PALO ALTO, Calif. – It’s a rare day when a new vehicle comes along that has no existing segment or competitors already on the market. It could be the next big thing that spawns copycats, an evolutionary dead end or something that correctly identifies a target but misses the bullseye. Well, that’s what we have with the 2022 Hyundai Santa Cruz. At the very least, it isn’t some Chevy SSR, an oddball creation for extremely niche tastes. It’s both a pickup and a compact crossover, two things Americans love. It has features and power aplenty. It’s surprisingly fun to drive and impressively refined. On the one hand, judging by those attributes, it could be wildly successful.
On the other hand, it doesn’t look like a conventional truck, which hasn’t gone well in the past (see Honda Ridgeline). The Ford Maverick does. Yes, there eventually will be a competitor, but even before we’ve driven that, it’s obvious Ford and Hyundai went in very different directions in trying to nail the bullseye on a target labeled “compact crossover pickup.” That applies to their powertrains, pricing and interiors, but for starters, let’s talk about the styling.
The Santa Cruz you see here is based on the Santa Cruz Concept from 2015, but much was done to adapt it to new-generation underpinnings and Hyundai’s latest design language. That’s most obvious with the slender, T-shaped tail lamps and Tucson-like LED accent lighting that uniquely blends into the grille, but there are subtle, important differences with the otherwise broadly similar silhouette.
Note the C-pillar. According to Design Manager Brad Arnold, his team toyed with boxier bed/C-pillar silhouettes to make it more conventional (not unlike the second-generation Ridgeline), but then they figured this wasn’t to be a conventional truck. They also toyed with something like the Tesla Cybertruck (long before it was revealed) where the roofline extends all the way to the tailgate, but there was fear that would be confusing and too radical (not unlike the first-generation Ridgeline and, well, the Cybertruck). The end result, as you can see, is somewhere in the middle but a bit closer to conventional than the original concept.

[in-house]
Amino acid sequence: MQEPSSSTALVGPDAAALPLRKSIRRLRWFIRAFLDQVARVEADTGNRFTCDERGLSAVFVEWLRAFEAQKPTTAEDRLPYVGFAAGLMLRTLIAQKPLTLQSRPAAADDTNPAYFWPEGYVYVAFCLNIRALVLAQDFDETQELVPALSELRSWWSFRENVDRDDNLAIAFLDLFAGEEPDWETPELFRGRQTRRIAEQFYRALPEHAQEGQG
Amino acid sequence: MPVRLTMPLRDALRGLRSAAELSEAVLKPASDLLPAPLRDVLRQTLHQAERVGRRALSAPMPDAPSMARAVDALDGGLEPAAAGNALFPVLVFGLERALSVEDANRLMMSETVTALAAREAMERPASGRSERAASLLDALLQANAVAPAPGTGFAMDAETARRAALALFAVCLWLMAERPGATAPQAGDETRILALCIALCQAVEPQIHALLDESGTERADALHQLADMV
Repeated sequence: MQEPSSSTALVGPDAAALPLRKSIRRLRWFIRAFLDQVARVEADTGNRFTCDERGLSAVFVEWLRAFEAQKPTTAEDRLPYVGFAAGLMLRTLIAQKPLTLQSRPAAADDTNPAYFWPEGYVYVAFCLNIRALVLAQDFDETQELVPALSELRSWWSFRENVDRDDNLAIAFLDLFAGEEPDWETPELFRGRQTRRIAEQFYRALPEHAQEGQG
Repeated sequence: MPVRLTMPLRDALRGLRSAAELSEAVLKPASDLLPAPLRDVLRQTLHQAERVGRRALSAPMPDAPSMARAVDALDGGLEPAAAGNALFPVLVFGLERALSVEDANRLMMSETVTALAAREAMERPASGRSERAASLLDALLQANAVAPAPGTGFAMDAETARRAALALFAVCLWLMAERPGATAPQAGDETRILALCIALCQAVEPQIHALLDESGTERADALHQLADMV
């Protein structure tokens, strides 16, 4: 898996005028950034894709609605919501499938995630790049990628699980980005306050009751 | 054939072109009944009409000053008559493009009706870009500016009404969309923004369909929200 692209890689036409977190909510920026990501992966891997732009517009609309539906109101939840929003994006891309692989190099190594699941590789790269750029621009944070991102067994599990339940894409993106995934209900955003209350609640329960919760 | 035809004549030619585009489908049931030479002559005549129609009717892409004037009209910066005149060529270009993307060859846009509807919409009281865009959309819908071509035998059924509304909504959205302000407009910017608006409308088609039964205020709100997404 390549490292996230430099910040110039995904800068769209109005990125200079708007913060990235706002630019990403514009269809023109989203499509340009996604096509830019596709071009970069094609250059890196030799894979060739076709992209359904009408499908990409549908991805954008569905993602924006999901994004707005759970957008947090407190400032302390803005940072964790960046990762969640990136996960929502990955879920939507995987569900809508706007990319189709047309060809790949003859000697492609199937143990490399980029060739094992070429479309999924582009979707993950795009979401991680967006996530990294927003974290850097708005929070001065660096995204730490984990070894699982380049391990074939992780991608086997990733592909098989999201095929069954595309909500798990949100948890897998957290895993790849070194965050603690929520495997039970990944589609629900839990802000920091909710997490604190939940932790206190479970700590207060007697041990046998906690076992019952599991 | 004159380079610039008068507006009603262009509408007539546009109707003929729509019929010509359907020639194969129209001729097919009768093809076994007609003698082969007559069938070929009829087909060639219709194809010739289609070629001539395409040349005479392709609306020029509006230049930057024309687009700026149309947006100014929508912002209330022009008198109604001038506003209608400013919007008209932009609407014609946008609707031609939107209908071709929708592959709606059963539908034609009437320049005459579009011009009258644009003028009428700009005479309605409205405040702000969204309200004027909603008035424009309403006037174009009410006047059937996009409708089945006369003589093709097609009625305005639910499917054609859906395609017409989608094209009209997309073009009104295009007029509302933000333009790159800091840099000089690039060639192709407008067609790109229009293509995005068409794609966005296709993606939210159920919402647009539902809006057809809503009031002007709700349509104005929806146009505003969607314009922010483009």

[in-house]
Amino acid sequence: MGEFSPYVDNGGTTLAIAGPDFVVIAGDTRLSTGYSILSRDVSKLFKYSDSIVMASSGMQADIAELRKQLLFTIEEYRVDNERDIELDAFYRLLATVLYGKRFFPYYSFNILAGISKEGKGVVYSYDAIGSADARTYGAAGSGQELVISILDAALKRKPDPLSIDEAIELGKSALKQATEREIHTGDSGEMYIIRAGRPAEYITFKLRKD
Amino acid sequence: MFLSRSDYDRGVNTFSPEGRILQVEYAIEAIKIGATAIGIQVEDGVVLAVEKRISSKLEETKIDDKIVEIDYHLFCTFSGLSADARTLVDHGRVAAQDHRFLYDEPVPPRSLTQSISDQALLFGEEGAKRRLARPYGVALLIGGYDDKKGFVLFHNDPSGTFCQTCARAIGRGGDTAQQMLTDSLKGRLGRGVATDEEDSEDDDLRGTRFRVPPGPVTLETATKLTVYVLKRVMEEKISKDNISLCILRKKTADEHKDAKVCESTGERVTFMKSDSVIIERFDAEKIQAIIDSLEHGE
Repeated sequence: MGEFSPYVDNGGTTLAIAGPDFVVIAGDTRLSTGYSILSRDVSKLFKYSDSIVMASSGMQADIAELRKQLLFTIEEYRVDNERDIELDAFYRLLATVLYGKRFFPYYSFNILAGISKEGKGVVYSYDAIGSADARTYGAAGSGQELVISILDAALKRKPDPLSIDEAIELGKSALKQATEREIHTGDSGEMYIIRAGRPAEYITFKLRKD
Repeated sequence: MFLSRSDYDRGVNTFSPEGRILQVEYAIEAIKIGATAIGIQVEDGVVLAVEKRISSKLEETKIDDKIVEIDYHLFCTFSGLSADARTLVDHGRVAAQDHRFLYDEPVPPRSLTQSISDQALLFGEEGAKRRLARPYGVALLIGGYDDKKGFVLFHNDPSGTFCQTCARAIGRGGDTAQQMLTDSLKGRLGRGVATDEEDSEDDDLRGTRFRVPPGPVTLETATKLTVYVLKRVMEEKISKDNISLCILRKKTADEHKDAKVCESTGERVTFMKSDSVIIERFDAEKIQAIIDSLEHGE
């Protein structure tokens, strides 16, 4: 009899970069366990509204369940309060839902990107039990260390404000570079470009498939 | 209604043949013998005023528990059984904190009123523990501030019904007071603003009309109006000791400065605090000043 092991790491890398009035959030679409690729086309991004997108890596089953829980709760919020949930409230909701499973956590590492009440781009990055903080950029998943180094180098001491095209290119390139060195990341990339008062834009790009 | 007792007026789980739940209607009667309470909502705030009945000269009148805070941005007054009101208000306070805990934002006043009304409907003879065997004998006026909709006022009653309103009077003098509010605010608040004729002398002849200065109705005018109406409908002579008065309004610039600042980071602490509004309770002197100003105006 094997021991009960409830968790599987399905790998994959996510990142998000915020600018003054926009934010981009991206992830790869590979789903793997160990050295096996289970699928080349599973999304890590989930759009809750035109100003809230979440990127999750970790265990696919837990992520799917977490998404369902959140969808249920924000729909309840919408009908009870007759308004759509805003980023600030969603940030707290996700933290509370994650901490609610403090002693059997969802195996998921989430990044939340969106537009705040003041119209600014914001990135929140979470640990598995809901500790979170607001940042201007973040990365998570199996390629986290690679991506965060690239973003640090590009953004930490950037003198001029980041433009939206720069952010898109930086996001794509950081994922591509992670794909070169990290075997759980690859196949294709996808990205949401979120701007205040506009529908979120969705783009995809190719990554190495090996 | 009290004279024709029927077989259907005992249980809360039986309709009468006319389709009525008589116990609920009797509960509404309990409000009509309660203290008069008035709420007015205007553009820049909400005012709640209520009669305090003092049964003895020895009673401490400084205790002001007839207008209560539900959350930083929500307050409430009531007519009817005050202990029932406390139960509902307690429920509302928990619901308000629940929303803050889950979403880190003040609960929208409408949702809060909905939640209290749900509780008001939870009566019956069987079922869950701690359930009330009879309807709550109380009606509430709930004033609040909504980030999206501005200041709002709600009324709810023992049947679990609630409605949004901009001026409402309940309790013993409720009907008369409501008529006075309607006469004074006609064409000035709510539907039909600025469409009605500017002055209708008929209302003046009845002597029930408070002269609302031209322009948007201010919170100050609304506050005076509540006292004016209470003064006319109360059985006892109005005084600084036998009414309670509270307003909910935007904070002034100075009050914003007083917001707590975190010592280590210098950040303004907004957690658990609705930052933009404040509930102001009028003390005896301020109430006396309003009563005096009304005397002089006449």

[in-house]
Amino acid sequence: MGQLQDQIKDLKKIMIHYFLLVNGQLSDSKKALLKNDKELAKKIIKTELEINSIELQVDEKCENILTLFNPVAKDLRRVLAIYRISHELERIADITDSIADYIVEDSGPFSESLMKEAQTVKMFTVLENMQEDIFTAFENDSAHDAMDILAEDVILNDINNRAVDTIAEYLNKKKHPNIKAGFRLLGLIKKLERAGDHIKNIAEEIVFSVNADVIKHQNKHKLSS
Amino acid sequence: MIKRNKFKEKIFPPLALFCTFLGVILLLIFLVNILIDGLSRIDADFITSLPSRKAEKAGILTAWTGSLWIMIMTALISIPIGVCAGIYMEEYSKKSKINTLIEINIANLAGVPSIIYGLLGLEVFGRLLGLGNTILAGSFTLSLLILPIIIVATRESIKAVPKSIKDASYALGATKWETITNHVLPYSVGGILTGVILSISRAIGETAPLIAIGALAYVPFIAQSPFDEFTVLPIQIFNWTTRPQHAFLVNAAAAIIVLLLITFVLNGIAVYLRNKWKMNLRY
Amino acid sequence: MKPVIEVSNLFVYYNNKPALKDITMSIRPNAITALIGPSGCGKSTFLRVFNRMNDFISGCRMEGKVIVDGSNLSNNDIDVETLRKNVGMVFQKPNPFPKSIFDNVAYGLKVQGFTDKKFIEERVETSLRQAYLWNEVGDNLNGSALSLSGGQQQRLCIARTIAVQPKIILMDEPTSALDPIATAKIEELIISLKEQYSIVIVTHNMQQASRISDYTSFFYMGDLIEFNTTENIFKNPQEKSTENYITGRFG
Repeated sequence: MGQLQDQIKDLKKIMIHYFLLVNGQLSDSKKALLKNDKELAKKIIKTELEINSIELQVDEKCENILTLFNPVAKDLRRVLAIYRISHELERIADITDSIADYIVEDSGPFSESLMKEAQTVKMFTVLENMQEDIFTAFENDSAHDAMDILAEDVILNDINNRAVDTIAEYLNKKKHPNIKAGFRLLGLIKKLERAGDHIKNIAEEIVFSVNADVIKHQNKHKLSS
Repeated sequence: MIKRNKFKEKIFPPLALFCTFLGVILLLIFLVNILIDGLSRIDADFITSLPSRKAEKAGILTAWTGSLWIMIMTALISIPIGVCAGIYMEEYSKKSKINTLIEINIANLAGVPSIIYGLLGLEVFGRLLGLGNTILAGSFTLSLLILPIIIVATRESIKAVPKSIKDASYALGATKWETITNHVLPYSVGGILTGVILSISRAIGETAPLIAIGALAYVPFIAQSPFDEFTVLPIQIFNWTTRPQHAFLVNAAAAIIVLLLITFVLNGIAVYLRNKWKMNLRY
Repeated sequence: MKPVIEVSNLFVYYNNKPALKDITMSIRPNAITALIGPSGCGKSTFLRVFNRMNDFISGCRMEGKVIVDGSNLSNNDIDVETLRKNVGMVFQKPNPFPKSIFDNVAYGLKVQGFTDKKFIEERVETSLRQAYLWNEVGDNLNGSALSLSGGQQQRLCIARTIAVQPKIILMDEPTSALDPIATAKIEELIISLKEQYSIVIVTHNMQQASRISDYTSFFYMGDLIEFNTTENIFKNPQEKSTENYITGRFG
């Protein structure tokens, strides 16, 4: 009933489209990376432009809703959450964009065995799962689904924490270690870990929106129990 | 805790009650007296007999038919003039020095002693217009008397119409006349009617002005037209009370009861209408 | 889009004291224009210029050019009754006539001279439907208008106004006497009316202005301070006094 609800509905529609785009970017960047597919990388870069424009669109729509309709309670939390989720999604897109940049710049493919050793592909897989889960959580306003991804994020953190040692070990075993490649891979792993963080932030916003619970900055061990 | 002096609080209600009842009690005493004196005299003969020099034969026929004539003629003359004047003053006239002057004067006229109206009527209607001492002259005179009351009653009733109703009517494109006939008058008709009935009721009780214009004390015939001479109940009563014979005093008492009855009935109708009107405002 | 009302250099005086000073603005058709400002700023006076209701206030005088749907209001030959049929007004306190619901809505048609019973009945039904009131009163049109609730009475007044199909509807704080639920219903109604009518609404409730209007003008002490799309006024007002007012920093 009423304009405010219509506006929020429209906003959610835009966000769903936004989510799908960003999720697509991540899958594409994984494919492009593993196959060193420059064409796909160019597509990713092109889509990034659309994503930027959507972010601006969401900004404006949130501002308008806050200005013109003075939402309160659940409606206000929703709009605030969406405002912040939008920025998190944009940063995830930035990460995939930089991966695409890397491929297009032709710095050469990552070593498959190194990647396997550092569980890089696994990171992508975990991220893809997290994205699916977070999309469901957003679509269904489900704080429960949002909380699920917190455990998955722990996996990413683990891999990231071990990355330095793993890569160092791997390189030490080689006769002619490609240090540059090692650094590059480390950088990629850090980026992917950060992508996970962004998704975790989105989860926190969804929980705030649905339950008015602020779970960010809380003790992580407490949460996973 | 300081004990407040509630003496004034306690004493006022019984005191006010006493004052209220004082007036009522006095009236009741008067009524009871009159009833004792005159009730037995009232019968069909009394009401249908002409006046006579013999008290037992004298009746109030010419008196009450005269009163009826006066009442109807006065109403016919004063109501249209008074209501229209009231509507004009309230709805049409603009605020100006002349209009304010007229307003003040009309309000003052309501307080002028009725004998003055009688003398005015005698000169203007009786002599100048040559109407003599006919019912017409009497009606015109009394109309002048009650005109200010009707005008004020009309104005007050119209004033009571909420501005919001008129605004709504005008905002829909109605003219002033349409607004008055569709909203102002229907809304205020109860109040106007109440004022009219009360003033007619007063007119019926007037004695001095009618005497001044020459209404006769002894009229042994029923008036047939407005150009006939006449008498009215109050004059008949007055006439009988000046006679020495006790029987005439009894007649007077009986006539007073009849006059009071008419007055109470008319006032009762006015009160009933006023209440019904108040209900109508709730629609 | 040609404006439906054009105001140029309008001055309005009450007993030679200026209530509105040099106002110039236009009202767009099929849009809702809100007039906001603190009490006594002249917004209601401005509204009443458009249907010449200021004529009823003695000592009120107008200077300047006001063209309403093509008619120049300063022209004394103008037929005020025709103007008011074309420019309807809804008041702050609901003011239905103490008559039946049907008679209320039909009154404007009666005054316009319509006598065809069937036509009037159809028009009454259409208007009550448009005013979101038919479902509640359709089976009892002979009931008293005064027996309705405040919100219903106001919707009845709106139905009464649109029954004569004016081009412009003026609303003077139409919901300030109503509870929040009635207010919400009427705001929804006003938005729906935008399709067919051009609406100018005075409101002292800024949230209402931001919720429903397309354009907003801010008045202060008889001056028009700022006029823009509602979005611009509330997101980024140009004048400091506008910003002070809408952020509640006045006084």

It’s also a key reason that the Santa Cruz looks so sensational in person. Its proportions are spot-on, and its body details are just interesting enough without venturing into the overwrought (and pointy) territory of the Tucson and Elantra. Arnold says the goal was to achieve a vehicle that appears muscular and strong for its general outdoor adventurer vibe, but also sporty for the urban, on-road environment where it’ll mostly dwell. Turns out that last bit was especially important.
“Actually, because it looked sporty, we made it sporty,” vehicle development engineer Chahe Apelian admitted after hearing Arnold describe what his team was going for visually.
And indeed it is sporty. The Santa Cruz is one of the most responsive and agile compact crossovers … regardless of what’s going on behind the C pillar. There is absolutely nothing truck-like about it, which is perhaps a bad thing if you desire a bouncy ride, tippy handling and slow steering. Otherwise, it proves to be shockingly sharp and capable of flicking about a twisting mountain road. We actually drove the Santa Cruz after a stint in the new Hyundai Kona N and were a bit worried our perceptions of the truck might be unfairly clouded by the pseudo hot hatch. Not to worry. They play in different leagues to be sure, but the game is the same.